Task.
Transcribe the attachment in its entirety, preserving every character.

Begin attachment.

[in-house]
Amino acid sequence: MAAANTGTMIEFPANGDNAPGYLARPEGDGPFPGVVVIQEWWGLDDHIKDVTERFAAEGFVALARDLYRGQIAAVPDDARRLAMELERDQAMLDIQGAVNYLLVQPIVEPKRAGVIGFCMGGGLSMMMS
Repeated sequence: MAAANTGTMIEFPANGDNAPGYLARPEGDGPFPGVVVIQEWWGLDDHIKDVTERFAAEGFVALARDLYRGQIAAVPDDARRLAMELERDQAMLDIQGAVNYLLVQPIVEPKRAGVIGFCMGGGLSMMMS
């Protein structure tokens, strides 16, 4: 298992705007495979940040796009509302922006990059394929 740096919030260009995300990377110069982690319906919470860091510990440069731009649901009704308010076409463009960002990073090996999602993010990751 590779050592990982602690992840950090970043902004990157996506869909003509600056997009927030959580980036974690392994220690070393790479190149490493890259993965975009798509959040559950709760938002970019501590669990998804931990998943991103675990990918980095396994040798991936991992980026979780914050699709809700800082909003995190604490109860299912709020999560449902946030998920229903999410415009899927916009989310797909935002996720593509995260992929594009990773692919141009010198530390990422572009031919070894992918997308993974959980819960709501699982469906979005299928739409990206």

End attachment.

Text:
[in-house]
Amino acid sequence: MAAANTGTMIEFPANGDNAPGYLARPEGDGPFPGVVVIQEWWGLDDHIKDVTERFAAEGFVALARDLYRGQIAAVPDDARRLAMELERDQAMLDIQGAVNYLLVQPIVEPKRAGVIGFCMGGGLSMMMS
Repeated sequence: MAAANTGTMIEFPANGDNAPGYLARPEGDGPFPGVVVIQEWWGLDDHIKDVTERFAAEGFVALARDLYRGQIAAVPDDARRLAMELERDQAMLDIQGAVNYLLVQPIVEPKRAGVIGFCMGGGLSMMMS
């Protein structure tokens, strides 16, 4: 298992705007495979940040796009509302922006990059394929 740096919030260009995300990377110069982690319906919470860091510990440069731009649901009704308010076409463009960002990073090996999602993010990751 590779050592990982602690992840950090970043902004990157996506869909003509600056997009927030959580980036974690392994220690070393790479190149490493890259993965975009798509959040559950709760938002970019501590669990998804931990998943991103675990990918980095396994040798991936991992980026979780914050699709809700800082909003995190604490109860299912709020999560449902946030998920229903999410415009899927916009989310797909935002996720593509995260992929594009990773692919141009010198530390990422572009031919070894992918997308993974959980819960709501699982469906979005299928739409990206």